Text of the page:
archaeology

Dearcmhara shawcrossi

Researchers in Scottland Find Remnants of Nessy’s Relatives—Or So It Seems

While tales of the cryptid, the Loch Ness monster more colloquially known as Nessy, have gone largely unsubstantiated in the past, archaeologists in Scotland believe that they may now have found creature that fits the bill. The only problem is, that the dolphin-like marine reptile which grew to lengths of up to 14 feet went extinct nearly 170 million years ago.
The Blue Hole of Belize

Blue Hole of Belize—The Fall of Maya Civilization Found in the Sand

Over the past Millenia, civilizations even before the age of written history, have fallen when faced with famine, disease and even war. But when the most advanced civilization in the world disappears without a reason, the mystery creates some unique speculations. For years now, researchers and archaeologists have sought out an answer to what happened to the Mesoamerican Mayan civilization, and while theories have run the gamut from mass suicide to disease and famine, researchers now believe that they have found the answer entombed in an underwater lagoon.
Female 'Vampire' Female in her 30's was buried with a sickle placed across the neck.

Polish “Vampires” Discovered in Crypts, and They May Have Had Cholera

For those who are avid viewers of works of independent horror films, many know that Poland is often the back-drop for some of the most terrifying tales of local folklore and blood-sucking creatures of the night. And there’s a reason behind the madness. Dating back to the 17th and 18th centuries, stories of vampires have abounded in the region, leading to a uniquely deviant form of burials that are intended to keep proposed vampires in their crypts.
Tibetan Plateau

How a Crop Found in Beer Helped Early Man Survive in Frigid Tibetan Plateau

In spite of the harsh climate, freezing many regions of Tibet’s upper plateaus in the mountains of Asia, researchers have uncovered a rich anthropological history of the past amidst frozen objects of the past. And what they reveal is that even in the far off past, the surmounting odds against survival in the region known as the “Roof of the World” created many interesting challenges for ancient man.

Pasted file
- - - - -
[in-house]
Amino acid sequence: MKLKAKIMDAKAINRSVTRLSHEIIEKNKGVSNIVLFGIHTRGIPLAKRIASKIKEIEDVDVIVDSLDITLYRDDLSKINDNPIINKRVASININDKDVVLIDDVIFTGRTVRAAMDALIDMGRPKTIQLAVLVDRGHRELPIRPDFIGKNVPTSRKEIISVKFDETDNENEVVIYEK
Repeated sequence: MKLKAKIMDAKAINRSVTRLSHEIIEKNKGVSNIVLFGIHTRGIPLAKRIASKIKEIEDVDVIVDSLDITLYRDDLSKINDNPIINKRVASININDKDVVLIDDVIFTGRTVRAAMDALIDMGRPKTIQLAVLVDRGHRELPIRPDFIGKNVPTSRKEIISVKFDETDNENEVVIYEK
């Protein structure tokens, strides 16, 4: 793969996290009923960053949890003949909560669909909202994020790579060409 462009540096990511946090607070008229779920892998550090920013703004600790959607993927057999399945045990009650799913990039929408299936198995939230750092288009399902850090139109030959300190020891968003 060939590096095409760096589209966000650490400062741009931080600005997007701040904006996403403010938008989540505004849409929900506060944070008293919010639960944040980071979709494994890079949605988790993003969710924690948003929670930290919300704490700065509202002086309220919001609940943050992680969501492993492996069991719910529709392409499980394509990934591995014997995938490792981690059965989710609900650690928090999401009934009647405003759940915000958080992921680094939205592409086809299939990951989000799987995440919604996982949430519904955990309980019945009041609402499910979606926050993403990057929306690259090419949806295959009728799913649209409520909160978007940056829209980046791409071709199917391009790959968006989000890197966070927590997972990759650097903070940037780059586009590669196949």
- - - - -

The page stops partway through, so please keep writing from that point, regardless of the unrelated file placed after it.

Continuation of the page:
Barley

How Early Man Survived at the ‘Roof of the World’—And Found the Secret to Beer Too

For early man, surviving and conquering niche environments, like that of the Tibetan Plateau of Asia, was a difficult task that required the perfect combination of conditions. Tribes needed to learn how to work together, to traverse harsh terrain, to find/build shelter, and above all they had to learn how to feed themselves year-round. And while the surmounting odds of surviving the domain known as the “Roof of the World” were stacked against them, with extreme altitudes, relentless winds, frigid temperatures and low-oxygen conditions complicating the living conditions they had in their new home, researchers now say that early men were able to conquer this uninhabited ecosystem thanks to a cold-hardy crop used to make beer – barley.
Oct 16. Idaho State University geology student Travis Helm cleans Mammoth skull found in American Falls, Idaho.

Mammoth Fossil Trapped In Reservoir—Archaeologists Try to Unearth Rare Skeleton

Researchers from Idaho State University pray that a new discovery uncovered near American Falls Reservoir in their home state of Idaho may only be part of a whole, yet to be seen. Earlier this month, in the course of surveying an excavation site while working for the U.S. Bureau of Reclamation, the university alongside avid fossil hunters uncovered a portion of a Columbian era mammoth skull complete with tusks. And the team believes the entire rare skeleton may also be buried in the reservoir.
Scott's Terra Nova Expedition

The Story Behind 100-Year-Old Journal Found In Antarctica

In Antarctica, much of life and history is swept away or covered completely by ice and snow. Even in the face of unending change, the surface appears timeless and constant, even though it sets the stage for some of the most tragic stories south of the equator.
Archaeologists excavate a rockshelter in the Peruvian Andes that was used more than 12,000 years ago by human settlers.

Sky-High Dig Reveals Ancient Paleoindian Workshop Site in Andes

In a sky-high archaeological dig, based near the peaks of the Peruvian Andes mountains, an international team of researchers unearthed the oldest-known evidence of human settlement high above sea level. In fact, the rock shelters and tool fragments found, date back roughly 12,000 years and lie 14,700 feet above coastal sea level at the base of the mountain range.
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